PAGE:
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ARS Home » Plains Area » Fort Collins, Colorado » Center for Agricultural Resources Research » Rangeland Resources & Systems Research » Research » Publications at this Location » Publication #384569

Research Project: Adaptive Grazing Management and Decision Support to Enhance Ecosystem Services in the Western Great Plains

Location: Rangeland Resources & Systems Research

Title: Decline in biological soil crust N-fixing lichens linked to increasing summertime temperatures

Author
item FINGER-HIGGINS, REBECCA - U.S. GEOLOGICAL SURVEY (USGS)
item DUNIWAY, MICHAEL - U.S. GEOLOGICAL SURVEY (USGS)
item FICK, STEPHEN - U.S. GEOLOGICAL SURVEY (USGS)
item GEIGER, ERIKA - U.S. GEOLOGICAL SURVEY (USGS)
item Hoover, David
item PFENNIGWERTH, ALIX - NATIONAL PARK SERVICE
item VAN SCOYOC, MATTHEW - NATIONAL PARK SERVICE
item BELNAP, JAYNE - U.S. GEOLOGICAL SURVEY (USGS)

Submitted to: Proceedings of the National Academy of Sciences (PNAS)
Publication Type: Peer Reviewed Journal
Publication Acceptance Date: 2/28/2022
Publication Date: 4/11/2022
Citation: Finger-Higgins, R., Duniway, M., Fick, S., Geiger, E., Hoover, D.L., Pfennigwerth, A., Van Scoyoc, M., Belnap, J. 2022. Decline in biological soil crust N-fixing lichens linked to increasing summertime temperatures. Proceedings of the National Academy of Sciences (PNAS). 119(16). Article e2120975119. https://doi.org/10.1073/pnas.2120975119.
DOI: https://doi.org/10.1073/pnas.2120975119

Interpretive Summary: Across many global drylands, biocrusts form a protective barrier on the soil surface and serve many critical roles in these harsh yet fragile environments. Previous short-term research suggests that climate change and invasive plant introduction can damage and alter biocrust communities, yet few long-term observations exist. Using a globally unique long-term record of continuous biocrust surveys from a rare never-grazed and protected grassland on the Colorado Plateau, USA, we found lichen species diversity and cover to be negatively correlated to increasing temperatures, while moss species showed more sensitivity to variation in precipitation and invasive grass cover. This portends less N for these ecosystems. These results suggest that dryland systems may be at a critical threshold where ongoing warming is resulting in soil crust degradation.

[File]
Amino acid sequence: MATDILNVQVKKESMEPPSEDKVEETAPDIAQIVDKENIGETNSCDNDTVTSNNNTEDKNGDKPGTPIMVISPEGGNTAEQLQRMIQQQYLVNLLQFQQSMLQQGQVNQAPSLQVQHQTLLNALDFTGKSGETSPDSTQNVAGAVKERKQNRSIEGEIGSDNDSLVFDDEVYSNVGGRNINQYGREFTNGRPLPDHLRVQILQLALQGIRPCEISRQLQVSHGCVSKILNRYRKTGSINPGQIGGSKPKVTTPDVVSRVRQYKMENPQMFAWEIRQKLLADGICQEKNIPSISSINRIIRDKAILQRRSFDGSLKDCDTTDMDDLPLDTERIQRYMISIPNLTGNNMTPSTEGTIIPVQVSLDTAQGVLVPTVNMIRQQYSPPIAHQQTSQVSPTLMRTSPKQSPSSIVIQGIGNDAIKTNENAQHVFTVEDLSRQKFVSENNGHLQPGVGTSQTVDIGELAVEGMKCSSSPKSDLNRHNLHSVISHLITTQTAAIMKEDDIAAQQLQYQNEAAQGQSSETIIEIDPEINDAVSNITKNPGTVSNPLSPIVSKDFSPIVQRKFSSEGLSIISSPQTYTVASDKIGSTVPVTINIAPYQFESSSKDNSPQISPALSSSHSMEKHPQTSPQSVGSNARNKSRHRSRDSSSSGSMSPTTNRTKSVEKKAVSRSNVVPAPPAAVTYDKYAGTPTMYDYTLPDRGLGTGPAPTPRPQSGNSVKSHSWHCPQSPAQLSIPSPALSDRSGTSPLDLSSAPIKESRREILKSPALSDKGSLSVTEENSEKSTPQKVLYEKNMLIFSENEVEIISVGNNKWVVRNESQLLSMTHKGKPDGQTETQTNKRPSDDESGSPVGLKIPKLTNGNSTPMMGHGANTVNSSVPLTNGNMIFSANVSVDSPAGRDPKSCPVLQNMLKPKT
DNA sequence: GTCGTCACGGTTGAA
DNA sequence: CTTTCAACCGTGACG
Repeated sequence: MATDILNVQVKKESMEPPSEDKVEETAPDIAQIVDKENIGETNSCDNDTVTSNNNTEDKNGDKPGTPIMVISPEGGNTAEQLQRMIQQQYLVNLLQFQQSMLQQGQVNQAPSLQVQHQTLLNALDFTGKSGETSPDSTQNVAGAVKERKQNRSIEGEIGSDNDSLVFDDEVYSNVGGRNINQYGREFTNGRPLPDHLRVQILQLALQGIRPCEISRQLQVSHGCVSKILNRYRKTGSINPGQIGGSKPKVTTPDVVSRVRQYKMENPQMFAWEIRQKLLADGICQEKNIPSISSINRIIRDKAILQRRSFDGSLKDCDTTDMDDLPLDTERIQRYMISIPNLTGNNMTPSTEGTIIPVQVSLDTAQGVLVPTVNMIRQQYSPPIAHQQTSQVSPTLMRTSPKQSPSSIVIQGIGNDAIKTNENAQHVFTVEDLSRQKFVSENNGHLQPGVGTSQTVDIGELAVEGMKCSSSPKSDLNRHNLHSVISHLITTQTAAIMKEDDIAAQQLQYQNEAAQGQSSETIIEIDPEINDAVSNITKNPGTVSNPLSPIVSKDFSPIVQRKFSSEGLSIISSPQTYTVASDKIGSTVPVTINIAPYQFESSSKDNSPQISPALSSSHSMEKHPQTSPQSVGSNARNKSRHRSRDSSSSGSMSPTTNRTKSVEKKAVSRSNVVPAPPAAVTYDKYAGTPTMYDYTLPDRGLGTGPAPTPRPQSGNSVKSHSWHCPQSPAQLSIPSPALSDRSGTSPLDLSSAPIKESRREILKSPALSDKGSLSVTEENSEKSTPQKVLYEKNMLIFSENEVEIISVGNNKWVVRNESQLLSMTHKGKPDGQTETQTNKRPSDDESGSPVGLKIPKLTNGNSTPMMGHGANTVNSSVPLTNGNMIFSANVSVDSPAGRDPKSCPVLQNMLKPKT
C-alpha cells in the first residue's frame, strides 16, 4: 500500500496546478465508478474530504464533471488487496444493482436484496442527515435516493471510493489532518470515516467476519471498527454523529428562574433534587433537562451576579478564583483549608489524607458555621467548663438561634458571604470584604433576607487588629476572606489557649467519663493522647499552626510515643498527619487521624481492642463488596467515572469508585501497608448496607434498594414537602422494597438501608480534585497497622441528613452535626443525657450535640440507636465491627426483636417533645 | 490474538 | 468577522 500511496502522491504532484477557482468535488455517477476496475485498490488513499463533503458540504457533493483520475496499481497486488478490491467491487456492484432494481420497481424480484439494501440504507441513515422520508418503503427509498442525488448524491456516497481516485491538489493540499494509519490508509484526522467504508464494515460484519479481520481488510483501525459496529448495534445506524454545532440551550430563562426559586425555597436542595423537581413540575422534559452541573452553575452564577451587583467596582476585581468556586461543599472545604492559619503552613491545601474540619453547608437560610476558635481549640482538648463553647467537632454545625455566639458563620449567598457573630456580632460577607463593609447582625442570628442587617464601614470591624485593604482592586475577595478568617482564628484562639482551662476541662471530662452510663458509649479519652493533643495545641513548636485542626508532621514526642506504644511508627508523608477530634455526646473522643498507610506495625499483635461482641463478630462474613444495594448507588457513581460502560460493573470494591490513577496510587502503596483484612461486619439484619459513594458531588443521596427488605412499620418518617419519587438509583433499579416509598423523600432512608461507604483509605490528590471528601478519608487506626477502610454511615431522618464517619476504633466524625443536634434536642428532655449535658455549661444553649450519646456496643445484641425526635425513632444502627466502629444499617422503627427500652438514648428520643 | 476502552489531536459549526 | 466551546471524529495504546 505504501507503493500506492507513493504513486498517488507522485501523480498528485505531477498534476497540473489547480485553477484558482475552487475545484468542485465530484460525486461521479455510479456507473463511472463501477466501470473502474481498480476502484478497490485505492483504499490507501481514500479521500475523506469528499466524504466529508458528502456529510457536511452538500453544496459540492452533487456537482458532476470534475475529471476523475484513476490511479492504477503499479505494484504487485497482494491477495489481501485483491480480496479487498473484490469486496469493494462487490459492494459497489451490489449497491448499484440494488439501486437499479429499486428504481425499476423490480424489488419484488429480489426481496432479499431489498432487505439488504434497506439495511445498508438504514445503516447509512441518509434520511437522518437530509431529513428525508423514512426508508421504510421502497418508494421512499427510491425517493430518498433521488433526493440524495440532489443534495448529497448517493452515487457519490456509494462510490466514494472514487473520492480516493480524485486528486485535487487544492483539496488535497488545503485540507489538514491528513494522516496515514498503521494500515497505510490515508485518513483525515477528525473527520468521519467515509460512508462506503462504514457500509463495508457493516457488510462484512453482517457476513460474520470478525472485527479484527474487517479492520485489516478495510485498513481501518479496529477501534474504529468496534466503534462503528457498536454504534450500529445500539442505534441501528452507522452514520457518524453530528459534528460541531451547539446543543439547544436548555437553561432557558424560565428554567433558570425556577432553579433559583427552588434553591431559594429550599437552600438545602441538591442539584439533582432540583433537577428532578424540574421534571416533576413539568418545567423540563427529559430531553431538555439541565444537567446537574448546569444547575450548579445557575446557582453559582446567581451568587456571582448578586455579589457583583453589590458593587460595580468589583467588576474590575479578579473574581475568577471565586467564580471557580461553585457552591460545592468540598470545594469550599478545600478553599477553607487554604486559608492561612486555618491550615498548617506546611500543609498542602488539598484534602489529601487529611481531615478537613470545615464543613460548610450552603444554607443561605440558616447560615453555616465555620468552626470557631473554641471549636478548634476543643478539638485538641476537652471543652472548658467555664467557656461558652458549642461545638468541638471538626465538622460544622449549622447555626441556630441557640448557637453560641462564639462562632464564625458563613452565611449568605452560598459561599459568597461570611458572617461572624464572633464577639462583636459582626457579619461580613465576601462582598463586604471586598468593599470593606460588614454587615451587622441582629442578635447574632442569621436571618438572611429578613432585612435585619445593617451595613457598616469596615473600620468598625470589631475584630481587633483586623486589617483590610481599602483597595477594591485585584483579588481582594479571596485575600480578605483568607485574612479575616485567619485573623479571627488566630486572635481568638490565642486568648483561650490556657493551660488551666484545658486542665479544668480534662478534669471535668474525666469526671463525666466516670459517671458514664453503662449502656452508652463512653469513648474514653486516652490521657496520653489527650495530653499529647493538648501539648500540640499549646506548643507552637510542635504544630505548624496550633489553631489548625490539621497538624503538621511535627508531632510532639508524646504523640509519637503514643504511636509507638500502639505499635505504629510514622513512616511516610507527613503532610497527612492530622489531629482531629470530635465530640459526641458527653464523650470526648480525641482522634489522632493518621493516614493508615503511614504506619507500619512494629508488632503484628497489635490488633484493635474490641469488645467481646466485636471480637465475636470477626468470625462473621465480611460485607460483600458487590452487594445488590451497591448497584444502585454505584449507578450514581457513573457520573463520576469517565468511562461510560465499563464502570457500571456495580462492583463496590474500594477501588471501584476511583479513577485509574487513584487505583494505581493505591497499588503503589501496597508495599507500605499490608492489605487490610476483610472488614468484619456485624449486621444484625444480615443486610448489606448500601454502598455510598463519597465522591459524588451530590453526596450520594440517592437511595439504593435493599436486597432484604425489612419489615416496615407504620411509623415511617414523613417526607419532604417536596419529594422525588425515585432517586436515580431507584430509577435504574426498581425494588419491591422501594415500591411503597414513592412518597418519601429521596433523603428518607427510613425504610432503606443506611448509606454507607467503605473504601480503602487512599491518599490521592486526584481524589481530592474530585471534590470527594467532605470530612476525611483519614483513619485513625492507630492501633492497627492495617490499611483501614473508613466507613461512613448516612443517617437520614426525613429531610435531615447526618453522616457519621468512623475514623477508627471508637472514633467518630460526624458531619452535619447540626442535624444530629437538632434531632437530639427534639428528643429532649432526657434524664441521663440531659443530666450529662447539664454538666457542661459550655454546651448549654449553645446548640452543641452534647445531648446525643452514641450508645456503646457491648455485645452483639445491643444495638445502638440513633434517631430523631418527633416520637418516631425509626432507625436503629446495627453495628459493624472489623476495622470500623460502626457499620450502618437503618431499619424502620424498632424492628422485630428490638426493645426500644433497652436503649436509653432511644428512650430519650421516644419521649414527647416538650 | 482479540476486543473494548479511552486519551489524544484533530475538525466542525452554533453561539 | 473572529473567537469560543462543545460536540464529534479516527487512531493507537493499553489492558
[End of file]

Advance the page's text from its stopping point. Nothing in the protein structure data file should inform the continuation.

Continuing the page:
Technical Abstract: Biological soil crusts (biocrusts), comprised of mosses, lichens, and cyanobacteria, are key components to many dryland systems globally. Climate change and other anthropogenic disturbances are thought to cause a decline in late-successional biocrusts cover; yet, few long-term studies exist to track potential shifts in these sensitive soil-surface communities. Using a globally unique long-term observational dataset from a temperate dryland with initial observations dating back to 1967, we examine the effects of 53 years of observed environmental variation and Bromus tectorum invasion on biocrust communities in a grassland never grazed by domestic livestock. Annual observations show a steep decline in the N-fixing cyanolichen cover (dominated by Collema species) from 1996-2002 during a period of extended drought, with Collema communities never able to recover to pre-2000 levels. Declines in chlorolichen species were also observed, both in the number of species present and by total cover, which was attributed to increasing summertime temperatures. Conversely, moss species gradually gained in cover over the survey years, especially following a large Bromus tectorum invasion at the study onset (ca. 1996-2001). These results support a growing body of studies that suggests climate change is a key driver in changes to late-successional biocrust communities. Importantly, results here suggest that warming can partially negate decades of protection from disturbance with biocrusts communities reaching a vital tipping point. The accelerated rate of ongoing warming captured in this study has already resulted in the loss of biocrust lichen cover and diversity, which could have long-term implications for temperate dryland ecosystems globally.